- The special counsel Robert Mueller’s office on Wednesday revealed the names of two potential witnesses it is accusing Paul Manafort, the former chairman of President Donald Trump’s campaign, of trying to tamper with in the Russia investigation.
- The witnesses are Alan Friedman and Eckart Sager, two former journalists who were involved in a lobbying group’s efforts in 2013 to bolster the US reputation of Ukraine’s president at the time, Viktor Yanukovych.
- Shortly after Mueller’s office filed documents in court revealing Friedman’s and Sager’s names, prosecutors refiled the documents with redactions.
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The special counsel Robert Mueller’s office revealed on Wednesday the names of two potential witnesses it is accusing Paul Manafort, the former chairman of President Donald Trump’s campaign, of trying to tamper with in the Russia investigation.
The people are Alan Friedman and Eckart Sager, two former journalists based in Europe. Friedman and Sager spearheaded efforts by the Hapsburg Group – a lobbying organisation consisting of former European leaders – to lobby on behalf of Viktor Yanukovych, then Ukraine’s president, in Europe and the US.
Shortly after filing documents that revealed Friedman’s and Sager’s names, the special counsel refiled the court documents with the names redacted.
Manafort and an associate, the former Russian intelligence operative Konstantin Kilimnik, were indicted last week on charges of obstruction of justice and conspiracy to obstruct justice based on accusations they tried to tamper with witness testimony.
In a separate filing last week, prosecutors detailed Manafort’s and Kilimnik’s activities that are said to have taken place over several days in February, after Manafort’s longtime associate Rick Gates pleaded guilty and began cooperating with prosecutors. Friedman and Sager were initially named as “Person D1” and “Person D2” in court documents.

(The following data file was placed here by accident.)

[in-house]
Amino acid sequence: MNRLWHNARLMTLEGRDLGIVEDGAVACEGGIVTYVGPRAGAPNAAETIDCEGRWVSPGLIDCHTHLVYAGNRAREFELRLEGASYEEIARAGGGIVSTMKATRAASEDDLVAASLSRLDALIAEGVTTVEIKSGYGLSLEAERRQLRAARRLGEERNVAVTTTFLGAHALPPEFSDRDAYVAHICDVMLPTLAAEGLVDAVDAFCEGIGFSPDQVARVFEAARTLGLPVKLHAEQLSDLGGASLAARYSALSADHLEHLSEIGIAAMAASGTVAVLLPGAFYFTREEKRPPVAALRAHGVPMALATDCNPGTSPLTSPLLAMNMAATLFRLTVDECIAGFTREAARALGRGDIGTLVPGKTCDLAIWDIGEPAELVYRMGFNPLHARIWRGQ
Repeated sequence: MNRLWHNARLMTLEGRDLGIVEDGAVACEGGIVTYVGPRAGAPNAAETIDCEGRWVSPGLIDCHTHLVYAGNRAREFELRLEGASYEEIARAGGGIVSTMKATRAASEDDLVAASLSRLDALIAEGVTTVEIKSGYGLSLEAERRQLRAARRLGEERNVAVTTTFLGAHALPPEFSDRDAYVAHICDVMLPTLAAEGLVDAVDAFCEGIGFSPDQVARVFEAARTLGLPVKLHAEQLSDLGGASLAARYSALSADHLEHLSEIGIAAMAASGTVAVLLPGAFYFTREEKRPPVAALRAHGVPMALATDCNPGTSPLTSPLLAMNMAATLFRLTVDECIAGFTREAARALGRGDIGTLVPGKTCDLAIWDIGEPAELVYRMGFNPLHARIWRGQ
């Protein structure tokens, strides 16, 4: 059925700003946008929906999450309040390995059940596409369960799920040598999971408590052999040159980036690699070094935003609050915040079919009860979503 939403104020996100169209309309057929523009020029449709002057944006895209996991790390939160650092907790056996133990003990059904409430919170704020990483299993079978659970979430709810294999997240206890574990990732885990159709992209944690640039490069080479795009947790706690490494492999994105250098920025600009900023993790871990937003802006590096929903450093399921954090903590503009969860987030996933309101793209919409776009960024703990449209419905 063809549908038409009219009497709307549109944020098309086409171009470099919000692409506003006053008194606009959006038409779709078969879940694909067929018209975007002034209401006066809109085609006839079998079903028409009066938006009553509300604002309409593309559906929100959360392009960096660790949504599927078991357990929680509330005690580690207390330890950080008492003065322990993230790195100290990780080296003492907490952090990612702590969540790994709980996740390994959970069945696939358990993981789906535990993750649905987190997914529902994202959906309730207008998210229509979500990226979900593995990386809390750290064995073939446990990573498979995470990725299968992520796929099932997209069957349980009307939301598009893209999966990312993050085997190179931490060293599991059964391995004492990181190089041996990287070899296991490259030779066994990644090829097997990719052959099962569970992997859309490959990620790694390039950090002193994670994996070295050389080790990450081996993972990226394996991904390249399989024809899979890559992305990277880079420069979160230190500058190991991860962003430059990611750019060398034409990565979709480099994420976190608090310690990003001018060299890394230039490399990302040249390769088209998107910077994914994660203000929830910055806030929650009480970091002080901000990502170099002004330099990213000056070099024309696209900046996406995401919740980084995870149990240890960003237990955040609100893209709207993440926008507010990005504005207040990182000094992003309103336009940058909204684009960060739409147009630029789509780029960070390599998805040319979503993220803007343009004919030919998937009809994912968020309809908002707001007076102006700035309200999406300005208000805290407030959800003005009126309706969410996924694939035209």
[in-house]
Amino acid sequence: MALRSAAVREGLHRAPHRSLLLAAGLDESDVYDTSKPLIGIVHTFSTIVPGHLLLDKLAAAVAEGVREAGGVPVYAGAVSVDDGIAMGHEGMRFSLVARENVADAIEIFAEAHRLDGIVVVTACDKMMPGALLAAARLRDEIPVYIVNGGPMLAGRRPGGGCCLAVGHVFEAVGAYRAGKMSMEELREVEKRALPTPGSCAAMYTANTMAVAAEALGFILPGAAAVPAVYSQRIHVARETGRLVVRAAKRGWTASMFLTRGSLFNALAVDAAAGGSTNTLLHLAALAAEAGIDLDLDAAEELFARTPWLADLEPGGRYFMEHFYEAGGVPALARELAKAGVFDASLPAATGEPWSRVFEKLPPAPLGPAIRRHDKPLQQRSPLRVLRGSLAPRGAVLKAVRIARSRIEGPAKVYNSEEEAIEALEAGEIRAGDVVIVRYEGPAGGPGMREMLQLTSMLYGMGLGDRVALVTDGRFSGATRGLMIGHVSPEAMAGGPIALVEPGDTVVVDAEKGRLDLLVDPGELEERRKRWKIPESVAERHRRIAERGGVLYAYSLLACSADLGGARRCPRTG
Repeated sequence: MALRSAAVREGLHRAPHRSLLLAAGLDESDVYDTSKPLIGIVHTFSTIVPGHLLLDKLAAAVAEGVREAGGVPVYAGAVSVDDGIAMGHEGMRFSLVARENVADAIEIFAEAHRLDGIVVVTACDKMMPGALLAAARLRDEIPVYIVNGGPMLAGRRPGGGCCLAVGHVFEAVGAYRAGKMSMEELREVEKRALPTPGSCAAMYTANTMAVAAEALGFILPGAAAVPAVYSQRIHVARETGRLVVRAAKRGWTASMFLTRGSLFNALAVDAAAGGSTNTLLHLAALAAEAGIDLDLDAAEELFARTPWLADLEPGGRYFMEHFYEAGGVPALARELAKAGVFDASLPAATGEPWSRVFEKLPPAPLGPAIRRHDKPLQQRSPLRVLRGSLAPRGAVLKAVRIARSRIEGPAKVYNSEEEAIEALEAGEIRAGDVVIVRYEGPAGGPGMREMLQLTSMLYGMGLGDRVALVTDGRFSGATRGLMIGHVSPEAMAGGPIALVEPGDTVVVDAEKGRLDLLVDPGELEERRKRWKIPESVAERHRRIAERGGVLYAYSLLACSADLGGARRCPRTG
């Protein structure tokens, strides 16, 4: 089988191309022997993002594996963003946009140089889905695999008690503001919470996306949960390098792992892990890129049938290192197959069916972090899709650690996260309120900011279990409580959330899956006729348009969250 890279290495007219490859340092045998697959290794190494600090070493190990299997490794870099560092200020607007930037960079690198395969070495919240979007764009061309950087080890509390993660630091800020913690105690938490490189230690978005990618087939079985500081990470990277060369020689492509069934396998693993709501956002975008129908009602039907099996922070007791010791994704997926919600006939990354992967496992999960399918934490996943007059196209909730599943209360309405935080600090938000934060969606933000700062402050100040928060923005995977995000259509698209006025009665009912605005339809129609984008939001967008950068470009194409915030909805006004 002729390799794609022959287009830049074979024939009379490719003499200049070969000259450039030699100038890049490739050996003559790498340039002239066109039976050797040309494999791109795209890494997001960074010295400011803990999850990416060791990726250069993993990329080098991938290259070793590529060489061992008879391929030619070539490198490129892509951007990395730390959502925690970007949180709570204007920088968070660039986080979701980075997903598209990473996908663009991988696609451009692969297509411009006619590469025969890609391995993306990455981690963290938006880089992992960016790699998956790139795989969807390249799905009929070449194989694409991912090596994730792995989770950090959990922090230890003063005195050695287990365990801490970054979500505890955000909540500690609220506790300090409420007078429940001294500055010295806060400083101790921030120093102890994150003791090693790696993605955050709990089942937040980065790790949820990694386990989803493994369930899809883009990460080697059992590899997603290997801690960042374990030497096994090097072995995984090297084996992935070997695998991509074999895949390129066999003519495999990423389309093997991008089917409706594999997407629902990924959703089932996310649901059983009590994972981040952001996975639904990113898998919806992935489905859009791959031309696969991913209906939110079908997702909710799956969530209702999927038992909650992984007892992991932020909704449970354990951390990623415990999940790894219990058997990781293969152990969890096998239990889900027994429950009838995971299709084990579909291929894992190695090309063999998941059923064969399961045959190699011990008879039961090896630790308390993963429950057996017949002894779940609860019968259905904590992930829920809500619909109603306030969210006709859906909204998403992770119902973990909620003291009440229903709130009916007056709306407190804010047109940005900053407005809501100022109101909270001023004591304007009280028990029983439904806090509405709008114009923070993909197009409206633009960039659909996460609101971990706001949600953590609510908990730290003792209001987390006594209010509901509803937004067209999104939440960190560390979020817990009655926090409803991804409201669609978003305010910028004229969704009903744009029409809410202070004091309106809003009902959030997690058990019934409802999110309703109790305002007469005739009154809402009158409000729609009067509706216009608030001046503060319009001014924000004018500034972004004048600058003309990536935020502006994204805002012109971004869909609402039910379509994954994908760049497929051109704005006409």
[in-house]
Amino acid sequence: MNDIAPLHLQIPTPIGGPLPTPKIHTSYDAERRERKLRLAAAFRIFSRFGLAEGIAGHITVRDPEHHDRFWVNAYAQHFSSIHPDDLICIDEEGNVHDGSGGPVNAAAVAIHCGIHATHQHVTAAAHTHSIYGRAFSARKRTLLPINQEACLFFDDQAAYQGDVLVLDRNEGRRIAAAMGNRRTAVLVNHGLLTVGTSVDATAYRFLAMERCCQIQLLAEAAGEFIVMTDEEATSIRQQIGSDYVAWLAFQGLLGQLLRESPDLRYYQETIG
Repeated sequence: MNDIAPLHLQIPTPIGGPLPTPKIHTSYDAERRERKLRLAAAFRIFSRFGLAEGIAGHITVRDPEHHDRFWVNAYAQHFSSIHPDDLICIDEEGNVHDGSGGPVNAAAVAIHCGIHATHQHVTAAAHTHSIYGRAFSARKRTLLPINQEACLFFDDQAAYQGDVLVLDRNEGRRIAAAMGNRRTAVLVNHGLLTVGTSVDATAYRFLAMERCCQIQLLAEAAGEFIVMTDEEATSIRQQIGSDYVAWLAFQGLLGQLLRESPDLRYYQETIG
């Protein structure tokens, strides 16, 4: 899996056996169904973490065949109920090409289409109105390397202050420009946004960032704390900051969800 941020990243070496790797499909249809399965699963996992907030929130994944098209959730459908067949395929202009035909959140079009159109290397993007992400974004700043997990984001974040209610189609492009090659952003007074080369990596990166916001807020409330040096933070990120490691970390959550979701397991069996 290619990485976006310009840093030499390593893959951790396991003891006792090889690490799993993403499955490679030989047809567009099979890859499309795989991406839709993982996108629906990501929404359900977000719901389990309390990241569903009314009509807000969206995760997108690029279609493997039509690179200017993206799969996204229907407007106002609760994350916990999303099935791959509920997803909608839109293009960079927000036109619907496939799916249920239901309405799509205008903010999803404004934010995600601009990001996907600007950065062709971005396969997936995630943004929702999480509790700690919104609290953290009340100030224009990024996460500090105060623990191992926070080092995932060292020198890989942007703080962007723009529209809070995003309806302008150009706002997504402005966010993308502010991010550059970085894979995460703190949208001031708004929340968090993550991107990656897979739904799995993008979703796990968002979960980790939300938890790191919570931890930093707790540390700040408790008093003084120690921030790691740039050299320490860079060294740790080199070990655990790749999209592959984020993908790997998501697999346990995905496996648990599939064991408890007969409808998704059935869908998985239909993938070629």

In one communication, Manafort sent Friedman a message with a link to a Business Insider article about the Hapsburg Group’s activities. The article said, among other things, that the Hapsburg Group worked in the US and in Europe. One minute after sending the article, Manafort sent Friedman a message saying he had “made clear” that the group worked only in Europe.
Friedman subsequently contacted Mueller’s office and said he believed Manafort’s messages were part of an effort to “suborn perjury,” or coax them into giving false testimony, because he knew the group worked in both Europe and the US.
When Friedman didn’t respond to Manafort’s messages, Kilimnik reached out to Sager to relay the same message and told Sager that Manafort had been attempting to reach Friedman.
In light of the accusations, prosecutors asked US District Judge Amy Berman Jackson in Washington, DC, to revoke Manafort’s bail. She is set to make a decision on the matter on Friday.
Manafort’s lawyers argue that the Hapsburg Group’s lobbying campaign on Yanukovych’s behalf was in Europe and that Manafort’s and Kilimnik’s outreach to Friedman and Sager proves that. Manafort’s arraignment on the witness-tampering charge is also scheduled for Friday, and he is expected to plead not guilty.